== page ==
We have a president who stood in front of us, looked us in the eye, and lied to us. The way he phrased the lie left no doubt that he intended to convince us that his law would be beneficial, by his very sincerity in taking care of our misgivings. We had no reason to fear his giant new law, because we would be protected from its possible side effects.

There is no reasonable doubt that he knew he was lying, unless one believes he was simply being directed by his staff to follow the script without knowing whether it was accurate or not. (If that is true, we have an even bigger problem than a lying President--we have a Robot-in-Chief.) He didn't just make a misstatement once while speaking extemporaneously, he lied from a prepared script, repeatedly.

Claims that it was just 'political spin' or 'accurate but not precise enough' are nonsense, in the strictest meaning of nonsense. It was a direct, clear, unambiguous statement, a personal promise from him to each of us, to You, individually, that you "could keep your insurance and your doctors. Period."

We have a president who lied to us. He lied multiple times. He lied with a purpose. He lied in order to pass a law that would not have passed without the lie.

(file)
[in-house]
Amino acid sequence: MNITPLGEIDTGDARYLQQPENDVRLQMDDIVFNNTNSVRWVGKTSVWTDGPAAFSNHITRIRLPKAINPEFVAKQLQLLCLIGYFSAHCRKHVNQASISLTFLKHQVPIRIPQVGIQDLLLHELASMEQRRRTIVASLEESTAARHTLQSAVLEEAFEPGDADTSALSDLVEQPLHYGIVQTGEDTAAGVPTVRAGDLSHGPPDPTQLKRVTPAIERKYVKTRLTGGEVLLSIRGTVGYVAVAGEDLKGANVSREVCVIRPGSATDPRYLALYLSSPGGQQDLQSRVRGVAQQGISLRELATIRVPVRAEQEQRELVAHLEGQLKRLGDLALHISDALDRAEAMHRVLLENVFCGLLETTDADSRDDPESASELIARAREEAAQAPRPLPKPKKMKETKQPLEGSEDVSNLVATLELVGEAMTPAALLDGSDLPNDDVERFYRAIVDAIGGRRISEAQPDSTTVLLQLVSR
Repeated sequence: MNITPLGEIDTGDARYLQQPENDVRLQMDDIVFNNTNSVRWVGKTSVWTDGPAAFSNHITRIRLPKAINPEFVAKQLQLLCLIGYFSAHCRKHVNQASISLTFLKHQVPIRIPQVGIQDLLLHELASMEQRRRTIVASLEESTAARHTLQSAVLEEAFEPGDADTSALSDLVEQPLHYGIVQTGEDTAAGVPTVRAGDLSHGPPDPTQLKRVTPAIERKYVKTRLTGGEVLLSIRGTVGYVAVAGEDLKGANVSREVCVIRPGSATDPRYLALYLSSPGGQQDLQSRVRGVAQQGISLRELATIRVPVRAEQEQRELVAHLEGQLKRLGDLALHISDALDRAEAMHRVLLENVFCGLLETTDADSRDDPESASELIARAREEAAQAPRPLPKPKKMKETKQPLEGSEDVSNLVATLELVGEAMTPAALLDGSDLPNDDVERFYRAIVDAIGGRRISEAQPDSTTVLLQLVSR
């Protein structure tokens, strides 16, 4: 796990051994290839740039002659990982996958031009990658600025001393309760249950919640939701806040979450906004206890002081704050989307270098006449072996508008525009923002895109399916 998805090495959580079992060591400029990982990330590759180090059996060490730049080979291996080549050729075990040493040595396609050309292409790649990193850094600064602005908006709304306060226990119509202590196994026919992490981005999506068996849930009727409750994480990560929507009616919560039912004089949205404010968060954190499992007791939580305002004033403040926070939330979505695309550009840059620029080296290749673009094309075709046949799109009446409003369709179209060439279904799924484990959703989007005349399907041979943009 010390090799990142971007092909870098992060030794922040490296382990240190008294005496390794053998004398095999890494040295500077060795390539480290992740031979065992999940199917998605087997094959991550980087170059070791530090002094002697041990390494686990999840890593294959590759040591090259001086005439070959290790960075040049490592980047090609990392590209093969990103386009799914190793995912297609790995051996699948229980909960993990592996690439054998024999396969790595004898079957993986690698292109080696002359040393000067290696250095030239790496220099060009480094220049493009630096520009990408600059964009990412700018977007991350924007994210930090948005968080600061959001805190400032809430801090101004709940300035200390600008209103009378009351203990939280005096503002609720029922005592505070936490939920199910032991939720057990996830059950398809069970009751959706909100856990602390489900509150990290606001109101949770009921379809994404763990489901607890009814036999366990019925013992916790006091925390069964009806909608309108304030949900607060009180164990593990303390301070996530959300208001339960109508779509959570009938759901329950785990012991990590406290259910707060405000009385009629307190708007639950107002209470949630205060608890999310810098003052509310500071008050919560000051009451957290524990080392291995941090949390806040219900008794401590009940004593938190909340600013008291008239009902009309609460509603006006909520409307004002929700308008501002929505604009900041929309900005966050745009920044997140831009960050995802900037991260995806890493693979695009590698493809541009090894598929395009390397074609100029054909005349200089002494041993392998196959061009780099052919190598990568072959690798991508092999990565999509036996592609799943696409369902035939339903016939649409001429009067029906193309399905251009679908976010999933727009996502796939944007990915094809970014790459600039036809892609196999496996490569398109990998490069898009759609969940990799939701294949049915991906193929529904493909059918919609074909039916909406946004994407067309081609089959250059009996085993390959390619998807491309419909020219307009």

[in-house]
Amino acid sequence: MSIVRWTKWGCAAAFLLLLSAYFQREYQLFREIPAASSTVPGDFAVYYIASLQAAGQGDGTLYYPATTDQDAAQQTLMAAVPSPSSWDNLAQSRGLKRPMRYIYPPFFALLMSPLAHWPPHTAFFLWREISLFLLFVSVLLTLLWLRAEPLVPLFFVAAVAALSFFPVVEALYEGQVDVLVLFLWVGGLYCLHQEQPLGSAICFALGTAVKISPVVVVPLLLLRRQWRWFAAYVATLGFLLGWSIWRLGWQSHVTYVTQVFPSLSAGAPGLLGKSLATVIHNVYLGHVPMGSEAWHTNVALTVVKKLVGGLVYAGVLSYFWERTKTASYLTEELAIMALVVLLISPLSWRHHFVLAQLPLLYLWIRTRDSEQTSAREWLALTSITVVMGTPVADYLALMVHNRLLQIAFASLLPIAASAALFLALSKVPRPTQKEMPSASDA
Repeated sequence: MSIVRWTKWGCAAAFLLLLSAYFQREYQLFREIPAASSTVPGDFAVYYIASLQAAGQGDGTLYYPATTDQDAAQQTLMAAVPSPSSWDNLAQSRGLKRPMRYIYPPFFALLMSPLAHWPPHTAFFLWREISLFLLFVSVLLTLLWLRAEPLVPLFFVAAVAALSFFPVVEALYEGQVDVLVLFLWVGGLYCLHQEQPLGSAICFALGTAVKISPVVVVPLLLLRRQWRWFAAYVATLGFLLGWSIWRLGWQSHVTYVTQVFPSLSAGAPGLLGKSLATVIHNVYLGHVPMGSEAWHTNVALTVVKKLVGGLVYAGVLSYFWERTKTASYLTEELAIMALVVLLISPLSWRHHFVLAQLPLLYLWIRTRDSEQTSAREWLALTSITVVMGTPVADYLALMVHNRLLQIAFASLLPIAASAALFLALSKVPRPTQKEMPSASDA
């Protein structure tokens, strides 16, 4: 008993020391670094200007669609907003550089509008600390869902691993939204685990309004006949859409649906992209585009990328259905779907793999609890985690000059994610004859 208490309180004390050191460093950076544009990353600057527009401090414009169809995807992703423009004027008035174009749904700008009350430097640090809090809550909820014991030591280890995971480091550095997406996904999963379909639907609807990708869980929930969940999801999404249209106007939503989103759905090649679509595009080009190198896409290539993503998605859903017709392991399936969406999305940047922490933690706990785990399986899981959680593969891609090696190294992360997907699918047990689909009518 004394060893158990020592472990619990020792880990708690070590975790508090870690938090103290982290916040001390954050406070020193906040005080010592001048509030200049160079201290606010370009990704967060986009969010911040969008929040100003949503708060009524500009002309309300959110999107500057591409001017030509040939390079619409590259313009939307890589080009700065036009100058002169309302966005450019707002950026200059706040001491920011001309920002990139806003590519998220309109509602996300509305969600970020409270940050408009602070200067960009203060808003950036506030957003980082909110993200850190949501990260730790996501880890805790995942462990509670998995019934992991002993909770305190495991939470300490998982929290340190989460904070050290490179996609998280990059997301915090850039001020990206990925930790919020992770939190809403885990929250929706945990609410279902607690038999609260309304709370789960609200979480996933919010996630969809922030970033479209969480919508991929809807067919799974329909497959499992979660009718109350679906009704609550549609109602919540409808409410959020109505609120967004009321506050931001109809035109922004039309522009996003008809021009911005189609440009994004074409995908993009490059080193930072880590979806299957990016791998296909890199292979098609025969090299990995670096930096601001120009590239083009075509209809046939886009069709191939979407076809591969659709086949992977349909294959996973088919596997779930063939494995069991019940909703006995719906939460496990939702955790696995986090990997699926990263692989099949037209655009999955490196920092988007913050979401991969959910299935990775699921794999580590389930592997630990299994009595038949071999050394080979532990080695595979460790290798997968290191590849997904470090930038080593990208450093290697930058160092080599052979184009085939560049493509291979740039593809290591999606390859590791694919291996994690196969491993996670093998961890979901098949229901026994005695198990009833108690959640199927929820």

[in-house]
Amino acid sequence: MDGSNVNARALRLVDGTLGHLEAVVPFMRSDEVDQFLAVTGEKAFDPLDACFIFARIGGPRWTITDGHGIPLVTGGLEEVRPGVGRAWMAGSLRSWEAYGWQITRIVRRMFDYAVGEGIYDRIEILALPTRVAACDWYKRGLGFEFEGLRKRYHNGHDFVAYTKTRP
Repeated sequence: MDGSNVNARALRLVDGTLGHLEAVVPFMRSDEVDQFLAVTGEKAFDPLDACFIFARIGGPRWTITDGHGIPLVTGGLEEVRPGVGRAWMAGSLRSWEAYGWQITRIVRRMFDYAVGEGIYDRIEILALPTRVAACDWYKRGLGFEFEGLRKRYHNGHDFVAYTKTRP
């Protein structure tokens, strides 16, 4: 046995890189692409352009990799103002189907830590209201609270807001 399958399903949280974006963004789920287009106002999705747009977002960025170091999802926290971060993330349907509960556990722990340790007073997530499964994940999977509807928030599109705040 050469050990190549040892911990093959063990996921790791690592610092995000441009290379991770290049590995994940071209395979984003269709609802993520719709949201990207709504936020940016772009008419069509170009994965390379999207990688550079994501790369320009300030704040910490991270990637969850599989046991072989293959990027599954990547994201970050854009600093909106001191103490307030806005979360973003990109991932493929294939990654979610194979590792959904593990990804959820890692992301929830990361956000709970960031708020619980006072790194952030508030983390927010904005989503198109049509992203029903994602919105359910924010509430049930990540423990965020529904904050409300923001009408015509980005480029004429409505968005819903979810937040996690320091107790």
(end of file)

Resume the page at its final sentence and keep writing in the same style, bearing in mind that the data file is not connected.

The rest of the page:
President Nixon was drummed from office for the same transgression. Essentially, President Clinton was impeached for it. President George H. W. Bush didn't even need to lie; he was not re-elected simply because he changed his mind during his only term and didn't veto a tax increase.  But they, too, are irrelevant.

Our current President lied to us, personally. The words amounted to, "I promise You." Multiple times. How many times does it take before we remember that it's not just a rhetorical tactic, it's a character flaw? It's part of a personality. It may be the most important thing we can know about anybody--is he honest? Can we trust his word? It is the most important thing we can know about a politician.

The MSM has done all it can to protect him, and it may work. But would you buy a used car from the man? He has already lied to us many times. Why should we believe anything he says or has said; future, present, or past? Why trust him about anything?

"Once a liar, always a liar." What more do we need to know?